Last night, in what some would think to be an unlikely pairing, New Yorker staff writer of over 20 years Malcolm Gladwell sat down at the YouTube Space in Manhattan with Atlanta-based rapper Gucci Mane for a talk.
“You’re sort of the godfather of trap” Gladwell said at one point during the questions—which spanned from his productivity in prison (he made over 30 mixtapes) and why his fans stick with him.
“I just refused to come out and not be relevant,” Gucci said of why he front-loaded his release from prison with music. So each day inside was spent either reading books from the likes of Gladwell, Joel Osteen and Robert Greene, working out, or writing his own book, The Autobiography of Gucci Mane which comes out on September 19.
“I think it’s deeper than music with my fans,” Gucci commented as to why people have stuck with him through the three-year bid. “I’m sort of like an open book, people have seen me through my ups and downs, they’ve seen me balling and when I fall off.”
Read on to find out what Gucci Mane said about the difference between gangsta rap and trap rap, on what he listens to while working out and who the most talented young rapper is right now.
On success and popularity of trap music:
I don’t know how I even got the moniker [of the “godfather of trap”]. I am just a fan of music. I grew up listening to gangsta rap. To me, trap rap is just like gangster rap but to me the difference is most of the guys who are trap rap ain’t gangstas. That kind of made people imitate [gangsta rap]. It’s like this: I’m a big fan of trap music, I understand the name but I grew up on gangsta music. But I got a son, I would love for him to make trap music but I don’t want him to live the gangsta life. So I’m not knockin’ people who do it, but it’s like, I would see [my son] imitating me and making a beat like mine, or using the words I use, but he doesn’t have to go out there and do the things that I did just to make the music. So I’m all for it but what drew me into [music] was that it was real.
If you could take 5 songs on a desert island, what would they be?
Many Men (Wish Death) – 50 Cent
Pocket Full of Stones – UGK
Lay it Down – 8Ball and MJG
Cocaine (America Has a Problem) – Kilo Ali
First Day Out Tha Feds – Gucci Mane
At 14, what would your list of 5 songs to take be?
I’m Bad – LL Cool J
Children’s Story – Slick Rick
Easy Does It – Easy E
Cocktails – Too $hort
“Anything by Uncle Luke, anything that 2 Live Crew Made. They was just bad so that made me like them.”
List of 5 songs on a desert island of only white singers?
Fetish – Selena Gomez
Cold – Maroon 5
“I’m not even sure [of any more.]”
Everyday I work out I run on the track or run in my neighborhood or good on the treadmill for like an hour. In that hour that’s my time to try different music. So I’ve been listening to Uzi’s album, Lil Baby, Triple X, 6lack, SZA, Solange. I like listening to stuff that I can play the whole album to take my mind off of working out.
On music that inspires him:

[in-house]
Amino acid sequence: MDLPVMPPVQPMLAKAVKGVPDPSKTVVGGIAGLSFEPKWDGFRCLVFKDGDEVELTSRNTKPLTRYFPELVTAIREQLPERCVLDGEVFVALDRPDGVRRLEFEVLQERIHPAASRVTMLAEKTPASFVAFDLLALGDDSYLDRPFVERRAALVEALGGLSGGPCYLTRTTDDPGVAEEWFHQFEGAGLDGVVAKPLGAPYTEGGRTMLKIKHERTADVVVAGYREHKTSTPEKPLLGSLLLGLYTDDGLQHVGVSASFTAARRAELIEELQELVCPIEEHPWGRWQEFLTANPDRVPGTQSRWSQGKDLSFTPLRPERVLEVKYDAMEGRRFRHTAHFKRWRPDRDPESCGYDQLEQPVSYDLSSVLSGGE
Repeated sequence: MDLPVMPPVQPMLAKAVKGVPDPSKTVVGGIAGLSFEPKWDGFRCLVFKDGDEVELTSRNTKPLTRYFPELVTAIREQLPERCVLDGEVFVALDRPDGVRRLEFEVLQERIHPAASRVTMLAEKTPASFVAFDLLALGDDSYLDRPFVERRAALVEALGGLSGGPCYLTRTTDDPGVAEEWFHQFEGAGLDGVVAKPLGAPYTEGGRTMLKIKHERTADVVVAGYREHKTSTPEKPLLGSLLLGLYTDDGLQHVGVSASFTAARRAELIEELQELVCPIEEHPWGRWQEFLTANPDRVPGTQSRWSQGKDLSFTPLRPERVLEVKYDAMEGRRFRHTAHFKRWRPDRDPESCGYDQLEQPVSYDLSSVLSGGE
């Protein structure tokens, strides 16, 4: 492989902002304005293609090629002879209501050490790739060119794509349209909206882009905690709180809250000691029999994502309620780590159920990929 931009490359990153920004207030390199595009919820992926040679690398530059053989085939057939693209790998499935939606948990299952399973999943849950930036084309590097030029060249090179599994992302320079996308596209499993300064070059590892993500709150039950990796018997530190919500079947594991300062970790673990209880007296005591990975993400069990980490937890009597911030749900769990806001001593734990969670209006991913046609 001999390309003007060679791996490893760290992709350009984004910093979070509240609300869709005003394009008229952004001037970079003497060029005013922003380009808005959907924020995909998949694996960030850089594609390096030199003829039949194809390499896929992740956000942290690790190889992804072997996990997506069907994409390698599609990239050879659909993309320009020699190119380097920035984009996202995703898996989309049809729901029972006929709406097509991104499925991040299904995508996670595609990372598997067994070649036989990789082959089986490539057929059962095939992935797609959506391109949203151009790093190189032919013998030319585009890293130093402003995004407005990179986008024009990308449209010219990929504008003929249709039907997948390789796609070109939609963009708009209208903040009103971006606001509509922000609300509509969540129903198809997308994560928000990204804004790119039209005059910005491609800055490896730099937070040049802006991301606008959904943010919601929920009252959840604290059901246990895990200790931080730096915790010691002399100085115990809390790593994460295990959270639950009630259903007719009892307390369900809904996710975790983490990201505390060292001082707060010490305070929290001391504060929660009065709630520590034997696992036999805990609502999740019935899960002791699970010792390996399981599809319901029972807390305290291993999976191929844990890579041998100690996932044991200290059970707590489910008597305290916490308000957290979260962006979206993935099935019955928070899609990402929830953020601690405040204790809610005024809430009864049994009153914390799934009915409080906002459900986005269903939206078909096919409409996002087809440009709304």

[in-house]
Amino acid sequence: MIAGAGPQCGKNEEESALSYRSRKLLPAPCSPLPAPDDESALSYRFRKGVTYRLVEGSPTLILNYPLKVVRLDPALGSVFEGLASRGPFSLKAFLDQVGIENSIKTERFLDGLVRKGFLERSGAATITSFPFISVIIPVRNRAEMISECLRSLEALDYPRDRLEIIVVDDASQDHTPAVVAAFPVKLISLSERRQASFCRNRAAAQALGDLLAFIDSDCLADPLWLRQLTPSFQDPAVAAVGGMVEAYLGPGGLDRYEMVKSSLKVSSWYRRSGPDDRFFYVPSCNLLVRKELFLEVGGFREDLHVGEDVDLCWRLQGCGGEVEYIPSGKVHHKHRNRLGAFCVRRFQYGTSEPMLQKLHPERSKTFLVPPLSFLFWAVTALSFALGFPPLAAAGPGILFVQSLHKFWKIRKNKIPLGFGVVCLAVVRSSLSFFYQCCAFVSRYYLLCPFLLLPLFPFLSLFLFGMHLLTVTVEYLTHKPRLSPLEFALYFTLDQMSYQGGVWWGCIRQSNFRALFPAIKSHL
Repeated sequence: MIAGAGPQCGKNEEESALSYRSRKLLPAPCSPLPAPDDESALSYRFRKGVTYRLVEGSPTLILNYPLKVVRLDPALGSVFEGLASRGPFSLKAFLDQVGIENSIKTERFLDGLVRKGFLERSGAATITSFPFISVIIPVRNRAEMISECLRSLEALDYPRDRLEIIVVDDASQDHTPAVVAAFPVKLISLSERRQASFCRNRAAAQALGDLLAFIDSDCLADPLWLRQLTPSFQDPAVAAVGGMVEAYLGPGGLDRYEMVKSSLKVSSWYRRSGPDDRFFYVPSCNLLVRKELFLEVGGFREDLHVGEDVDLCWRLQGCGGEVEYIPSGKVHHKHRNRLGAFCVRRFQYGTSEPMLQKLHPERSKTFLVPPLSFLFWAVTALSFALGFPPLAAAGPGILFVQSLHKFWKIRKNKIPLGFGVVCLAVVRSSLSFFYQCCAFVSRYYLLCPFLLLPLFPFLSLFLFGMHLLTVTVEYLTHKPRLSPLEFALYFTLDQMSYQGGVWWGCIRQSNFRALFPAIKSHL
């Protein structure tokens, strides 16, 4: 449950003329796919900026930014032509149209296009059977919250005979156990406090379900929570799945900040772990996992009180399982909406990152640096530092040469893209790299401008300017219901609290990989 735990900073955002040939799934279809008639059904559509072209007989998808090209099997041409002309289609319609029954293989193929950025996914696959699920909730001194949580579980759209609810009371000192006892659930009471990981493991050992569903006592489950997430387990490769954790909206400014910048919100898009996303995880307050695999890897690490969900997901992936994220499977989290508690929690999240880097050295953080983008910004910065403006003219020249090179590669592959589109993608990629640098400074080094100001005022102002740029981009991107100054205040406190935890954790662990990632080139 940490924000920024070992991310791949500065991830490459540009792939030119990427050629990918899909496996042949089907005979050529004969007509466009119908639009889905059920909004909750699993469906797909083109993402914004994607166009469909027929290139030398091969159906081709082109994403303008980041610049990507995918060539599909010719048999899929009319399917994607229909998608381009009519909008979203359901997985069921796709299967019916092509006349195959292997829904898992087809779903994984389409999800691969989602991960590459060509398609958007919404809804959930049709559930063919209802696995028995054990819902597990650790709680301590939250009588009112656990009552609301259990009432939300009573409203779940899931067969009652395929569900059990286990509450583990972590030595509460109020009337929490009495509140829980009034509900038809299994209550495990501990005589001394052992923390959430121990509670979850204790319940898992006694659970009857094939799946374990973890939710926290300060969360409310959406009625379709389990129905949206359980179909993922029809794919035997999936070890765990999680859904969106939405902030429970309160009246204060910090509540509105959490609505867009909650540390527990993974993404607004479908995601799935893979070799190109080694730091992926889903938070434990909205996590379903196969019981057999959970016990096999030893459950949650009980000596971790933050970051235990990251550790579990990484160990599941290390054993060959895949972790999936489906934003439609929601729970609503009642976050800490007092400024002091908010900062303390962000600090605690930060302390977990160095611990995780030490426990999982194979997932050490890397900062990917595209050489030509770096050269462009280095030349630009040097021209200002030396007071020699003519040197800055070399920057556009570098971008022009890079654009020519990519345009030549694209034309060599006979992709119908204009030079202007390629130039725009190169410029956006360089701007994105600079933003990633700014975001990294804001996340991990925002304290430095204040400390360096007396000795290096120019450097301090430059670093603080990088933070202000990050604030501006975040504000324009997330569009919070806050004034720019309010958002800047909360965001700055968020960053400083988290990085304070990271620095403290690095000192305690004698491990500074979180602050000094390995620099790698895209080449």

I would love to hear music that inspires me and makes me say ‘Oh I need to go in the studio,’ But that rarely happens anymore. It used to happen a lot. When I was first coming up and it was like me, T.I., Young Gotti, Young Jeezy, Lil Wayne, 2 Chainz, Juvenile and I would hear all that and be like let’s go record. But when I listen to music now it doesn’t make me want to record. But when I go listen to something like the old Get Rich or Die Trying album, it makes me want to record. It puts me in that place where I was before.
Maybe it’s because I don’t know these new artists but I felt like I knew the other artists. Because I was locked up I don’t know these knew people. I felt like I knew BG. I don’t care what he say, if BG makes an album I want it, if C Murda makes an album, I want it, if 50 Cent make an album, I’ve got to listen to it regardless because I feel like I know them from being a fan of their music for so many years.
On staying relevant musically:
I just keep making myself accessible to the youth; the new artists, the new producers, the new DJs, the new sound. I’m just curious. I may not like this genre of music as much as I liked the old genre but I’m still curious about it. I still want to sign the next hot artist whether he’s alternative, hip hop, r&b, soul, whatever. I want to find something good and I’m always willing to collaborate and I feel like that keeps me on my toes. It pushes me.
It’s like if I collaborate with Fifth Harmony I want to leave it so people are like “Gucci killed it.” I think a lot of artists when they get big, they don’t collaborate. The more money they make, the more closed off they are. That’s why they kind of self destruct. Their price [for features] is too high and they just sort of close themselves in. Like I know I’m dope but I think other artists are dope too. It’s like how is [this other person] wack if he got fans? If they like it, evidently he’s doing something that people enjoy it so maybe we can collaborate and do something where people enjoy it. Or maybe it’s trash.
A song that you’ve regretted recording:
“Pillz” I was high as hell when I did that song and the next day when they played it I was like ‘don’t do that because it’s like I’m telling on myself!’ At the end of the day I made millions but I was tripping like ‘why would you put that song out?!’
The most talented young hip-hop artist right now:
I used to say it was [Young Thug] but now I’m saying it’s a tie between Thug and Quavo.
Who is the hip-hop artist whose career you most admire and think of as a role model?
As a role model, I feel Jay Z should be commended, but he’s not one of my favorite artists by far. I feel like what he’s done and what he’s doing as far as business, that’s someone you can say you want to model your career after that trajectory. But for me it’s Project Pat or Pimp C.
Now read about the Fall 2017 albums we need the most.
- Words: Mikelle Street